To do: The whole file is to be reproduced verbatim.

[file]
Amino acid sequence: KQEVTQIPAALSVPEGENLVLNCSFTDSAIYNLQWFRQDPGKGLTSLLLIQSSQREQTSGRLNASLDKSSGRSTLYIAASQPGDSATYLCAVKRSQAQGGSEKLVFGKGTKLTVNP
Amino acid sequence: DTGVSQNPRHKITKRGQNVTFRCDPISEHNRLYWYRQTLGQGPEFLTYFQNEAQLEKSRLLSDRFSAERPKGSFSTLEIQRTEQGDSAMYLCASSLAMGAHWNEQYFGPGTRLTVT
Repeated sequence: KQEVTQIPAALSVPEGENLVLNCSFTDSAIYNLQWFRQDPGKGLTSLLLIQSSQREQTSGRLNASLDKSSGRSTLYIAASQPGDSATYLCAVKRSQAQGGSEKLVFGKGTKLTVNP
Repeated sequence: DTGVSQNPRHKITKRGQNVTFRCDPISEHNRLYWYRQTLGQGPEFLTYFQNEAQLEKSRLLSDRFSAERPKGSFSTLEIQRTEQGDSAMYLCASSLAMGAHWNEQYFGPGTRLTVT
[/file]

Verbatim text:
Amino acid sequence: KQEVTQIPAALSVPEGENLVLNCSFTDSAIYNLQWFRQDPGKGLTSLLLIQSSQREQTSGRLNASLDKSSGRSTLYIAASQPGDSATYLCAVKRSQAQGGSEKLVFGKGTKLTVNP
Amino acid sequence: DTGVSQNPRHKITKRGQNVTFRCDPISEHNRLYWYRQTLGQGPEFLTYFQNEAQLEKSRLLSDRFSAERPKGSFSTLEIQRTEQGDSAMYLCASSLAMGAHWNEQYFGPGTRLTVT
Repeated sequence: KQEVTQIPAALSVPEGENLVLNCSFTDSAIYNLQWFRQDPGKGLTSLLLIQSSQREQTSGRLNASLDKSSGRSTLYIAASQPGDSATYLCAVKRSQAQGGSEKLVFGKGTKLTVNP
Repeated sequence: DTGVSQNPRHKITKRGQNVTFRCDPISEHNRLYWYRQTLGQGPEFLTYFQNEAQLEKSRLLSDRFSAERPKGSFSTLEIQRTEQGDSAMYLCASSLAMGAHWNEQYFGPGTRLTVT